This article combines the social survey data on access to land and those of the adoption of tied ridging as soil conservation technique to help better understand the management of erosion and runoff by farmers in the Western Highlands of Cameroon, specifically in the hills of Fongo-Tongo villages’ group. The study focused on 230 plots owned by 157 respondents on 158 people inventoried. Five main modes of access to land were listed as: inheritance, purchase, temporary transfers, donations and rental. The owners and operators of the hills of gentle slopes (between11% and 17%) and steepest slopes (between 22% and 29%) were inventoried. Two main social ranks were identified: the dignitaries (Chiefs, Notables, Elites and heirs) and other (non-heirs son and women). The study showed that the agronomic abilities of plots as recognized by farmers are a key factor in the implementation of soil conservation techniques. The peasant approach of soil fertility has been scientifically proven by the physicochemical analysis of soil samples taken under plant species used locally as indicator of soil fertility (Pennisetum spp on fertile soils and Imperata cylindrica and Melinis minutiflora on poor soils). The study showed that access to land, adoption of tied ridging and slope exploitation were significantly influenced by the socio-economic status of farmers (p <0.05). [less ▲]

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See detailImproving Farmers’ Profitability, Soil and Water Conservation through an Adapted Tillage Technique: Experiences from the Cultivation of Potatoes in Bamiléké’s Hills, Cameroon
Djoukeng, Henri Grisseur ULg; Brostaux, Yves ULg; Tankou, Christopher Mubeteneh et al

in International Journal of Agriculture Innovations and Research (2016), 4(4), 708-716

On farms situated on slopes, such as those in the Western Highlands of Cameroon, the implementation of soil and water conservation techniques remains a major concern. The land preparation methods commonly ... [more ▼]

On farms situated on slopes, such as those in the Western Highlands of Cameroon, the implementation of soil and water conservation techniques remains a major concern. The land preparation methods commonly practiced in the Western Highlands agro-ecological zone of Cameroon are ridging along the steepest slopes (RASS) and the flatbed (FB). Field observations showed FB and RASS promote erosion by runoff, thereby compromising some agriculture functions (environmental function, production function and even social function). In order to ensure soil stability and maintain good water quality for rivers, a new land preparation method, tied ridging (TR), was tested. Erosion by runoff tests were conducted with four blocks of three plots on each of the most commonly exploited slopes, namely 11% and 29% gradient. With the main crop in the area (potato, Solanum tuberosum L.), the performance of RASS, FB, and TR were compared during crop years 2013 and 2014. The water runoff and sediments were collected per plot and per block after every rainfall. The results showed a significant difference between the FB or RASS and TR in terms of soil loss (Fmin(2, 2) = 322.7, p = 0.003), yields (F(2, 2) = 287.7, p = 0.003), and runoff water (Fmin(2, 12) = 2.4x106, p < 0.001). The TR technique generated a 7% increase in seedlings density, a 41% increase in the workforce, and an 81% and 100% increase in yields compared to FB in 11% and 29% slopes, respectively. The TR increased farmer’s profitability by 686 US$.ha-1 and 1420 US$.ha-1 over RASS in 11% and 29% slopes, respectively. The TR showed undeniable advantages: for the producer, the stress of additional work was offset by the gain in yields while creating additional job opportunities and improving the conservation of soil and water. Although the technique has several advantages, the provision of financial means for its implementation could be a negative point. Twelve farmers were involved in the experiment. The test results convinced the participants and other curious farmers who adopted the technology during the second experiment. [less ▲]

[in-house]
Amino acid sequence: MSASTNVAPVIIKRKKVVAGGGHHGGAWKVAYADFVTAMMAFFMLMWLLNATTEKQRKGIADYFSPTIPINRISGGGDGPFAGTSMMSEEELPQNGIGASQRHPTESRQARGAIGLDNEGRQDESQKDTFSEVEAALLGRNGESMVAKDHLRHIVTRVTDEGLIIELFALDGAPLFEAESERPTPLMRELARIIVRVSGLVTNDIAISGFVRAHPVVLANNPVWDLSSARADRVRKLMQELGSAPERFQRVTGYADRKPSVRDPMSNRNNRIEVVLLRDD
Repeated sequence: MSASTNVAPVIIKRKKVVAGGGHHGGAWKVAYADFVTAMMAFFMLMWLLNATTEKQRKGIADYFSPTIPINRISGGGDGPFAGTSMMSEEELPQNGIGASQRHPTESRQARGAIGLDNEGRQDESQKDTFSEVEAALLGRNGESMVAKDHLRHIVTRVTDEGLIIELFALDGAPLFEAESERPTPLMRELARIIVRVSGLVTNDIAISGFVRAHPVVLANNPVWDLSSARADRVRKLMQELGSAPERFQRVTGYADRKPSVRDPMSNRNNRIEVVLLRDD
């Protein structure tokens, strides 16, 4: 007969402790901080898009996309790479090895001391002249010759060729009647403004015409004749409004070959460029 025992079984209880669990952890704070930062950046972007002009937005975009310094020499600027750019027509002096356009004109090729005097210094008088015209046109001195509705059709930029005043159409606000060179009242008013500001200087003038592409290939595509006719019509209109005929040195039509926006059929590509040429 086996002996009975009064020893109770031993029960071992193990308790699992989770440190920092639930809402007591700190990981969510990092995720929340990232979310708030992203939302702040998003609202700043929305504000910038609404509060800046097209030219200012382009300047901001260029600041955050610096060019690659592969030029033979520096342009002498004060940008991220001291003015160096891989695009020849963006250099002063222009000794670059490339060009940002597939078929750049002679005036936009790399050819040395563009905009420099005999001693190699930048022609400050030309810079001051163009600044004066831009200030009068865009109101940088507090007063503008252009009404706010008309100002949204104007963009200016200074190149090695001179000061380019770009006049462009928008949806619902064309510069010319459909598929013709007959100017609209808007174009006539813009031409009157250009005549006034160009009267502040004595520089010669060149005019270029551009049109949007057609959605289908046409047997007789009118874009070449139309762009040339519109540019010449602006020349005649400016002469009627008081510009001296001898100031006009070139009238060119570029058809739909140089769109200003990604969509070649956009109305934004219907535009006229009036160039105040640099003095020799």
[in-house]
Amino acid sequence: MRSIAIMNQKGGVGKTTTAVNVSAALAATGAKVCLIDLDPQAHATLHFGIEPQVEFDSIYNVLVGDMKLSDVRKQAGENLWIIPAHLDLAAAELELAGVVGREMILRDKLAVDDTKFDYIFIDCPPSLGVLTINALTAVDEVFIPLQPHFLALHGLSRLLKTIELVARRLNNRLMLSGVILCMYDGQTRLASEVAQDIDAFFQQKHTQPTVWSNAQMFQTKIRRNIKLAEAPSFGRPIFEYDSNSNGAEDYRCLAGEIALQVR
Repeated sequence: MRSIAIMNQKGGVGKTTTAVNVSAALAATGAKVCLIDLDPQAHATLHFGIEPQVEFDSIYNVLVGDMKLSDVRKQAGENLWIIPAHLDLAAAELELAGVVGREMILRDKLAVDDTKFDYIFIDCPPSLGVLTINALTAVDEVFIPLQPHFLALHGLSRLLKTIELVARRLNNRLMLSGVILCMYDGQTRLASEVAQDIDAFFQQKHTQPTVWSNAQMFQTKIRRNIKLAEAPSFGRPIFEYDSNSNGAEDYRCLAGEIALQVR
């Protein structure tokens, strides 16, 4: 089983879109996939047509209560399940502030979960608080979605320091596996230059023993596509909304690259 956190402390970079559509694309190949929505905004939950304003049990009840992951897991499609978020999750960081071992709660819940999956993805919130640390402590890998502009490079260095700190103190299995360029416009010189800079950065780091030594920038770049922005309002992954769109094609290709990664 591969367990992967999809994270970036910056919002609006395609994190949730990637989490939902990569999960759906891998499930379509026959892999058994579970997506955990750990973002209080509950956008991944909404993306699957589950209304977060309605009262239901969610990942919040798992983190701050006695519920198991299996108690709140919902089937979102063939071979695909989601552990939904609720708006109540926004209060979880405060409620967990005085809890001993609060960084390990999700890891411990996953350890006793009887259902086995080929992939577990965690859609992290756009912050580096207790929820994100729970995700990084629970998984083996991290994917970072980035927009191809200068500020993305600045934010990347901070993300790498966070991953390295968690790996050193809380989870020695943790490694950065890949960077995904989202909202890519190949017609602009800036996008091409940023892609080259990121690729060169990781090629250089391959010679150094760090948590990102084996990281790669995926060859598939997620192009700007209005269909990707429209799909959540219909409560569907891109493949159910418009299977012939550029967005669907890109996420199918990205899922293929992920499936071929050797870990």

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See detailEvaluation of soil structural changes through macroscopic and microscopic measurement
Parvin, Nargish ULg; Degré, Aurore ULg; Chelin, Marie ULg et al

Poster (2015, April 16)

The heterogeneity of soil structure and pore size distribution are highly influenced by external factors like tillage systems and other agricultural management practices. However, changes in soil ... [more ▼]